• Your safety is our top priority, so we want to make sure all of the information we have on file is up to date, accurate, and complete. This will also give you the opportunity to remember health information that you might have forgotten during your preoperative visit with the surgeon.

Are there any tests required before my total joint surgery?

  • Your surgeon will give you an order for necessary testing to make sure you are healthy for surgery.
  • This may include lab work, chest x-ray, and EKG. The pre-op lab work can be done at any hospital that is close to you.
  • We would like for you to complete any testing 3-4 weeks prior to surgery if possible, in order to review and prevent any delays.
  • Be sure to have your doctor’s office send all necessary paperwork regarding pre-operative tests and blood work to your surgeon.
  • Your surgeon may also ask you to be seen by your primary care physician and or dentist to ensure that you are healthy enough for surgery.

What should I do if I notice a change in my physical condition leading to my surgery?

  • Call your surgeon’s office if there are any changes to your well-being prior to your procedure.
  • Signs/symptoms of cold or flu (fever, cough, sinus drainage, nausea, vomiting, diarrhea, etc.) should all be reported to your surgeon’s office right away.
  • Scratches, bug bites, bruises, abrasions, rashes, blisters, etc. of the operative extremity should be reported to your surgeon’s office right away.
  • With advanced notice, we can try to avoid any delays to your scheduled joint replacement.

Will I get to speak to the person doing my anesthesia before my surgery?

  • Before surgery, you and your anesthesia provider will discuss your history and review the anesthesia plan; this is when you’ll be able to voice all of your questions and concerns.
  • Make sure to communicate any anesthesia concerns you have during your pre-op call with our Nurse Navigator.

Are there certain medications I should avoid?

  • Our Nurse Navigator will give you specific directions regarding your medications during your pre-operative phone call.
  • During the call, do not forget to mention the use of blood thinners, any blood pressure/heart medications or any diabetic medications. If you take any blood pressure medications ending in “artan” or “pril”, do not take for 24 hours BEFORE surgery.
  • If you are on any anti-inflammatory or aspirin-based medication, you will need to stop these 5 days BEFORE your surgery date.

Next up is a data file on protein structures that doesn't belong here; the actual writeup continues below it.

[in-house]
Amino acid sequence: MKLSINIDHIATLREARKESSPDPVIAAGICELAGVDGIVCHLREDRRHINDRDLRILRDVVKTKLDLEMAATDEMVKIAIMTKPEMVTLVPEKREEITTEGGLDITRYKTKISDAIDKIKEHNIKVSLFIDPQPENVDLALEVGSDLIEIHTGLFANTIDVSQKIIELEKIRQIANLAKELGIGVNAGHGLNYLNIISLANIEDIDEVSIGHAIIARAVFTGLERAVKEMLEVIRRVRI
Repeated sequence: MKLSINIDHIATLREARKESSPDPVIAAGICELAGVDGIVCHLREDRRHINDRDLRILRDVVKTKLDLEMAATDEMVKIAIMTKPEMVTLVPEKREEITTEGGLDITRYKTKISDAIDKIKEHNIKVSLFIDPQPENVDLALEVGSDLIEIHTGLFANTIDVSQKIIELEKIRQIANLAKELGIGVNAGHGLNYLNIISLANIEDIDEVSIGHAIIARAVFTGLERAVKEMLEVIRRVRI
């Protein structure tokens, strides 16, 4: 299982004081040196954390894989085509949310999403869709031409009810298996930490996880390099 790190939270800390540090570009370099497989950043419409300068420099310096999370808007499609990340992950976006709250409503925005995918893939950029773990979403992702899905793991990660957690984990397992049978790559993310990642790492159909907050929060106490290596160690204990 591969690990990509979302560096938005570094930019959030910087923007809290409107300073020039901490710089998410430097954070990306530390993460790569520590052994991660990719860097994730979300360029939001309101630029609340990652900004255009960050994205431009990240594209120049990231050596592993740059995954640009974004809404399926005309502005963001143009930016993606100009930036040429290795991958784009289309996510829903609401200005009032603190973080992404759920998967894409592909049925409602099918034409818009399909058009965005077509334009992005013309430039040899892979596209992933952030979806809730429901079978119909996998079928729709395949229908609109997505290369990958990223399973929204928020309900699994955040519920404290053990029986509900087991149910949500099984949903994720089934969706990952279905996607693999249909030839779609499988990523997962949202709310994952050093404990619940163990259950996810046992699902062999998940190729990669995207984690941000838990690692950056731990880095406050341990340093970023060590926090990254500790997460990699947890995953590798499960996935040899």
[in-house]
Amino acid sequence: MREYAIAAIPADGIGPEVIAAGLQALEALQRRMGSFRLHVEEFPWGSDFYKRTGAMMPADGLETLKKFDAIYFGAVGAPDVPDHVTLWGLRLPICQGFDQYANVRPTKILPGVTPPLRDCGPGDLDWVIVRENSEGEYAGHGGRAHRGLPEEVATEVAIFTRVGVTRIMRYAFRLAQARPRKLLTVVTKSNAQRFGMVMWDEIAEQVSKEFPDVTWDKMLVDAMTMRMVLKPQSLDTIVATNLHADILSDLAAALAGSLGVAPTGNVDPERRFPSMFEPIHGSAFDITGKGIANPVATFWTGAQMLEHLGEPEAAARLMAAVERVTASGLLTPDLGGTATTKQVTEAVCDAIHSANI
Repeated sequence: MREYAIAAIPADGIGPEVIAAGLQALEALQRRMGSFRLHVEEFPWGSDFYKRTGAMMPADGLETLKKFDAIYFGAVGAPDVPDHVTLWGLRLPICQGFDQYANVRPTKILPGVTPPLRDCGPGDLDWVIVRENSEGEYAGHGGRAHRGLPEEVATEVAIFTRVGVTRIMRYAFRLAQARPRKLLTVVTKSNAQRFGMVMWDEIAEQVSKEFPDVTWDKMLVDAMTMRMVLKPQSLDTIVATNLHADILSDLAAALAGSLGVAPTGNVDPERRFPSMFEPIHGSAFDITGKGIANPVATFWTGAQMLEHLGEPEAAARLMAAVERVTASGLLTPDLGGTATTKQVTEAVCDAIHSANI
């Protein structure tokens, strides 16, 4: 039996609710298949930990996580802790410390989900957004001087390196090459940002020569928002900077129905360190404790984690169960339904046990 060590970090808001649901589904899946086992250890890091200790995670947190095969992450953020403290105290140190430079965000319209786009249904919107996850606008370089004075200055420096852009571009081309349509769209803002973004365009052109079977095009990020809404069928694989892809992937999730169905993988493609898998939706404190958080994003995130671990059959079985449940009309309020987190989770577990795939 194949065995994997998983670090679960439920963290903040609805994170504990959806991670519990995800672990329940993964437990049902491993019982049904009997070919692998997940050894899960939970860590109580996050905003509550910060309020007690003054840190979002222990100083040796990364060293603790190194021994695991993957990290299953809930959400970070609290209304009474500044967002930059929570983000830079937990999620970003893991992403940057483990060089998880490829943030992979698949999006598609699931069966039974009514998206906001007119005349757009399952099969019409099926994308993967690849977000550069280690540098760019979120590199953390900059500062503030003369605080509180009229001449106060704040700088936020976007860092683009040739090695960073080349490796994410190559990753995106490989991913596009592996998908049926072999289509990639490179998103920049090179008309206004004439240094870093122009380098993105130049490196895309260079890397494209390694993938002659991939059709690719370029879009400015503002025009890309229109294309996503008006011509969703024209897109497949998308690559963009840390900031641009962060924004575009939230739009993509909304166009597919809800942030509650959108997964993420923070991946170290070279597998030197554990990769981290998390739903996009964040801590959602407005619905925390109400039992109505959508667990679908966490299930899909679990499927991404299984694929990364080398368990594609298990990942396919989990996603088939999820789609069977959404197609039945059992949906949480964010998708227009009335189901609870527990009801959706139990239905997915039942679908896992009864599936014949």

• STOP Coumadin 5 days BEFORE surgery and Plavix 7 days BEFORE surgery if you routinely take these medications.
  • Your Primary Care Physician may also give you additional instructions regarding your home medications.

Do I need to shower before surgery?

  • Showering will help prevent surgical site infections.
  • Shower the night before and the morning of your surgery. Avoid aggressively scrubbing the area of the surgical site.
  • Wash your hair with shampoo first.
  • Using a clean washcloth for both showers, wash your body with a liquid antibacterial soap.
  • Do not shave near the surgical site.
  • Once you have rinsed thoroughly, use a clean towel after each shower.
  • Do not use lotions, powders, or perfumes after showering.

What risks are involved with my total joint surgery?

Major risks include, but are not limited to, infection, blood clot formation in the leg (DVT), chronic pain, stiffness, pulmonary embolus, injury to surrounding ligament, nerve, or blood vessels, and the need for possible further surgery.

What can be done to reduce my risks?

  • To reduce your risk of infection, you will receive IV antibiotics prior to surgery and for at least 23 hours after surgery. After you are healed it is still very important to prevent infection, therefore you will take antibiotics before other invasive medical procedures, including dental cleaning. This could be anywhere from the first 2 years after surgery or as a lifelong measure.
  • To reduce your risk of blood clot, you will receive a blood thinner (usually aspirin unless otherwise instructed), leg pumps to help with circulation during your recovery stay, and early mobilization and walking.
  • To reduce your risk of chronic pain and stiffness, you must work hard on your physical therapy which is key to your success. If you don’t do your therapy, your knee will get stiff and you will be unhappy with the results. If you work hard on therapy and regain your motion, you should be pleased with your results. Expect 2-6 weeks of therapy after surgery, depending on your surgeons recommendations.